Office Etiquette

I was diagnosed as an adult, age 38, 4 years ago and have just changed jobs. I have a question regarding ‘office etiquette.’

Do you typically tell someone in your office about diabetes? Do you feel it is necessary to inform someone in the office in case you would need emergency medical treatment? Or is it not necessary, as most likely I would be able to correct a low on my own?

That was obviously more than one questions:) Just wondering what the line is between personal privacy and responsibly sharing information with coworkers. On one hand, I would assume that if anyone in the office passed out, paramedics would be called, diabetic or not. On the other hand, if people know what they are facing in an emergency we can handle it more calmly, so perhaps it is more courteous to let someone know.

Thanks for feedback!
Stacy

I’ve never said anything/never found it necessary. After a while, people that I frequently interact with do find out that I’m diabetic. But I also wear a medical bracelet, so for me it wasn’t much of a worry. I have a desk job, so I’m always able to correct my sugars without a hitch.

I always tell my co-workers whom I work closely with. Frankly, I always tell anyone I spend more than a short time with, just in case something unexpected happens. Why not? If I passed out from a low, I’d want them to assume I had a low, not a heart attack.

Being a diabetic usually comes up at some point because you’ll usually share a meal together or have time off for a doctor appointment.

I do it as a safety issue and say something like, “I have type 1 diabetes and haven’t had any problems with low blood sugars in a long time, but if you see me acting strangely, I have glucose tablets in my desk or should drink a regular soda or eat anything with sugar in it. If I come back to normal in a couple minutes, it’s best to call 911.” I’ve had diabetes since I was 4 and have never had any type of school or workplace discrimination from being honest.

If I have co-workers with health issues, I’d want to know what’s going on in case they had something happen. We spend a lot of time at our jobs.

I was diagnosed while working for a company and was hospitalized for a week and a half so I had told my supervisor and CEO that I was newly diagnosed as a T1D they did seem to mind at first but after a few months back at work My duties were lessened and I had been just a few minutes late 4 times due to lows in the morning time, they eventally terminated me from my job for being late more than 3 times even though it was due to the disease and I wasnt even more than 5 mins late each time. I feel I was discriminated against but had no way to prove it. I feel its better to keep it to yourself. I have now been out of work for 7 months and unable to find work which I think could have to do with me being a T1D. As on applications it ask why you left your previous job so I put I was late 4 times then in interviews they ask why I was late so I tell them it was to a illness they ask what it was. I cant tell them that i was let go due to lack of work or anything else cause if they call the previous employer and they say i was let go for being late then i lied which is even worse. I feel sometimes as im stuck between a rock and a hard place in these situations.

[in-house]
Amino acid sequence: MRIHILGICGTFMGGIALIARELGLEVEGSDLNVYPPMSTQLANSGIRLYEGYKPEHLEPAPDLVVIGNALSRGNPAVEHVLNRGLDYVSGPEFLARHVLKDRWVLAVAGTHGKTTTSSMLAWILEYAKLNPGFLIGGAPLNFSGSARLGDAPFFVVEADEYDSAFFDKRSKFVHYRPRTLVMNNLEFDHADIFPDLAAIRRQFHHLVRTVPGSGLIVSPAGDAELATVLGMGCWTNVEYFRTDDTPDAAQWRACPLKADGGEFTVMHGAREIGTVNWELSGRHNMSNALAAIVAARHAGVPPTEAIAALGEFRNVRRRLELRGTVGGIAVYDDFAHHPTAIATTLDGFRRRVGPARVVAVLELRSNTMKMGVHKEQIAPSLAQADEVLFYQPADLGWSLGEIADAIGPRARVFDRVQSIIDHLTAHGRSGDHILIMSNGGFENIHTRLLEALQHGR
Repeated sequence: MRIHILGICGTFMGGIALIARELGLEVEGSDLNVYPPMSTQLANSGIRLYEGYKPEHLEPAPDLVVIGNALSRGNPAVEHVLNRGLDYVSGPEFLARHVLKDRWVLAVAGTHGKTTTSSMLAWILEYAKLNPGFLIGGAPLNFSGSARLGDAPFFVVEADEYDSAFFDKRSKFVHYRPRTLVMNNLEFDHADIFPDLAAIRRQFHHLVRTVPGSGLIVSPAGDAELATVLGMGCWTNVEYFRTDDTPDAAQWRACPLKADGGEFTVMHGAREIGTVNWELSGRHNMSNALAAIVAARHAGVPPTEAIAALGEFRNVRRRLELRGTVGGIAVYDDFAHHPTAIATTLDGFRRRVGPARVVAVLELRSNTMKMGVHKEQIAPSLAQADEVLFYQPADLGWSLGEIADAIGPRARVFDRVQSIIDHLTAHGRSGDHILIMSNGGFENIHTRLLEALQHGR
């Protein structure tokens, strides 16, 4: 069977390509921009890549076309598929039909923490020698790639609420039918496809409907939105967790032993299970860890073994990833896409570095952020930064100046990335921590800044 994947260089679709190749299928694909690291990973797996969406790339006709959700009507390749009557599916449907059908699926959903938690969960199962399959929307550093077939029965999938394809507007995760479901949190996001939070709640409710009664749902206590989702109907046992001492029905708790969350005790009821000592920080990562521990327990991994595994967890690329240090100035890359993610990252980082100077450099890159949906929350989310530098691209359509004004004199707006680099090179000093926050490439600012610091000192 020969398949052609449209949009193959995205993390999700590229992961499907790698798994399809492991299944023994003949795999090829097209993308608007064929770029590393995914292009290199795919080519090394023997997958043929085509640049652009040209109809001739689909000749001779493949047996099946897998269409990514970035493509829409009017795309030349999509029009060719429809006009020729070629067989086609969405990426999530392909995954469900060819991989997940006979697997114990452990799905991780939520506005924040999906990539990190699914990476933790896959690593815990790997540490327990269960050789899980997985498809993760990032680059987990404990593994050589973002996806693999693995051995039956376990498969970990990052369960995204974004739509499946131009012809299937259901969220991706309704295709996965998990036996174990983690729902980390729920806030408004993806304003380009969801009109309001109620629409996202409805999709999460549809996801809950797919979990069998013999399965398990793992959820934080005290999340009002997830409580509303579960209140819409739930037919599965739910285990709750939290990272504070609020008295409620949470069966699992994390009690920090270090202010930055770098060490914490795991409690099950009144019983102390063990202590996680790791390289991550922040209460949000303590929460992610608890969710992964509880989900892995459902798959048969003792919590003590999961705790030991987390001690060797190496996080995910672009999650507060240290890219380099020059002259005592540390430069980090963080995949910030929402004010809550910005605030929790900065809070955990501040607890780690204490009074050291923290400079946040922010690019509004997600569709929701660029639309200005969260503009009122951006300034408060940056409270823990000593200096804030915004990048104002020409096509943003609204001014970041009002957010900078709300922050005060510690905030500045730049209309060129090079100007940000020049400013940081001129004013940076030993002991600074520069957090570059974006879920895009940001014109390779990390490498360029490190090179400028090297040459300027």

I usually let at least my boss know on my first day on the job. After that, it tends to come up in conversation with the people you work closely with.

I always let my boss and supervisor know in case something happens. Overtime my co-workers find out and I don’t have a problem with that, it can actually work in your favour sometimes!

The ladies in my admin team are all great. If I go low while at work, they are bringing me over snacks (even if I have some at my desk) from their desks, telling me to just go into their drawers for food if they aren’t around, checking up on me after a low, etc. They ask questions too so they aren’t saying stuff like “should you be eating that?” (unless of course it’s a joke :P)

I told my two closest coworkers.I believe this is responsible on my part, despite my wearing a medic alert bracelet or dog tag. What if I collapsed walking down the hallway at the workplace? People need to know… But not everyone needs to know. Also I had 911 called for another employee 2 years ago… I suspected was he experiencing a hypoglycemic event. Others may not have known…

I feel that this is a question best left up to your comfort level.

As for me, I am extremely open about talking about my diabetes I have told just about everybody where I work. Although this maybe for selfish reasons, I am hypoglycemic unaware and have had several hypoglycemic episodes recently where my BG drops down into the low teens. When things like this happen it freaks EVERYONE out, so I do tend to let the people who work around me know, just so they know if something should happen. And it always surprises me, but my co-workers they do watch out for me, they monitor my moods and actions and if I start acting ‘funny’, they come over and ask me to test my BG, give me sweets or juice if I am ‘low’. For my situation, I think telling them was the correct thing to do, and has likely saved my life a few times.

That said, ‘switching jobs’ that is a bit of a conundrum, I have always waited until after the 1st couple of days before telling anyone (have had loads of jobs in the last 20 years; No, actually only 5, and 2 of those were with the same company), I sort of want everyone to know what I ‘can do’, before they find out what ‘I am’; I think that softens the blow a bit, they aren’t left thinking ‘Oh crud, we got a dud.’ Now though, Diabetes is considered a ‘Handicap’ (Under the ACA, or ObamaCare cover) companies can get a tax credit for simply hiring us, so IDK that may be a reason in itself ‘for/against’ informing ones employers.